It’s time for Friday Fictioneers, a weekly writing group challenged to write a 100-word story based on a photo prompt. Thank you toRochelle Wisoff-Fieldsfor her dedicated leadership and toErin Learyfor this week’s beautiful photo.
All are welcome to participate in the challenge. Please join in. Click this linkfor instructions.
Genre: Horror (100 words)
Princess of the Lily
Lily pads floated like majestic crowns. The lake was Alice’s special place and a much-needed distraction from Sabrina’s sneering. Circuitous pathways weren’t enough. Sabrina tailed her.
Out from the bushes, Sabrina appeared. She said, “Your mother’s schizophrenic. I heard she’s in a mental hospital.”
“You heard wrong,” Alice said.
Sabrina pulled Alice by her hair, plunging her face into the water.
When she surfaced, Alice gasped. “You just made my mother very angry.”
Vines ripped through the ground, pinning Sabrina’s ankles, and yanking her to the muddy depths.
Alice placed a lily pad on her head and blew a kiss.
We had a terrible tragedy happen this past month in my community. A former student at my son’s school took his life because of cyberbullying. His name was Ronin Shimizu, and he was twelve years old. He was the only boy on a cheerleading squad, which I suspect is the source of some of the bullying. Out of respect to his family, I have not sought out any further details. What I know is enough. This was a senseless tragedy and my heart breaks over it.
Kids acting cruel to each other, misunderstanding, not accepting, and to what end? Do people feel better about themselves by hurting others? Anonymity does not give anyone permission to be hurtful and irresponsible. Insults given over time in large doses shared among the masses can do serious damage, inflicting wounds unseen on the other end of a screen.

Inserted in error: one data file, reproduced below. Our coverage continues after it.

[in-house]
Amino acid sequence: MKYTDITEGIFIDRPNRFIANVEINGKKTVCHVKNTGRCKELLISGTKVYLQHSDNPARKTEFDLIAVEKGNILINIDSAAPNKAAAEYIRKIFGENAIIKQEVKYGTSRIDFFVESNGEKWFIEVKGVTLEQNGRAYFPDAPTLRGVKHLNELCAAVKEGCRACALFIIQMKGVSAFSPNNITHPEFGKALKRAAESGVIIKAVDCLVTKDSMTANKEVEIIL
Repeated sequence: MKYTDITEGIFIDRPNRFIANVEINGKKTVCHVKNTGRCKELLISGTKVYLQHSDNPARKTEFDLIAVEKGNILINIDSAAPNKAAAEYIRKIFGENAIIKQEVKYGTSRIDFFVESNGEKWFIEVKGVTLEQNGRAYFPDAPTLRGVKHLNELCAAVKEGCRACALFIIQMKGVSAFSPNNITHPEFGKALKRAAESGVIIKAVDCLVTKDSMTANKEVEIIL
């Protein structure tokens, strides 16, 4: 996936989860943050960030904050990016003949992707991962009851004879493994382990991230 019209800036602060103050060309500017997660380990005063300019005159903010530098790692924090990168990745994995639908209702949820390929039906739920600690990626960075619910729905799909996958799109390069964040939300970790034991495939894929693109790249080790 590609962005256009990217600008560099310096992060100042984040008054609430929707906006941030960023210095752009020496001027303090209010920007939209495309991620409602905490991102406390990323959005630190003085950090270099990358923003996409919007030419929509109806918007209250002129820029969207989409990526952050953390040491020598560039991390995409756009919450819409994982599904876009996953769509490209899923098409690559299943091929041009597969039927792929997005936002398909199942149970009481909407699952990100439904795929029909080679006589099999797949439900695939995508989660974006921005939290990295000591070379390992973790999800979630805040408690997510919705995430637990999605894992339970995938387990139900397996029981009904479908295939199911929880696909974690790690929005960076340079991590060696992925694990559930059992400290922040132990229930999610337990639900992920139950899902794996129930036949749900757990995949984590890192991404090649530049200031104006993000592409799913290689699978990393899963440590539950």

I did not know Ronin before this happened, and my son had never met him, but as I write this, I well up with emotion. This year, Ronin had been homeschooled, I imagine to get away from the bullying. My son learned about Ronin’s suicide in school, although I don’t think they talked about it in those terms. It was too painful. Some teachers discussed it in class and others could not, too saddened to speak. At the end of the school day, a formal announcement was made by the principal. I had heard about it from a friend, so I understood why my son might seem down when I picked him up. He seemed a bit shaken and we talked about it on the way home, although he didn’t say much. I mentioned he could talk about it at anytime if he needed to.
Today, when I told him I wanted to write a post, he didn’t feel I should because it was too emotional for any more to be said about it, especially for the family, who has my deepest sympathies. Words cannot comfort here. I would give anything to change the situation.
But I wanted to write about it because writing helps heal at a time like this. And, for other reasons: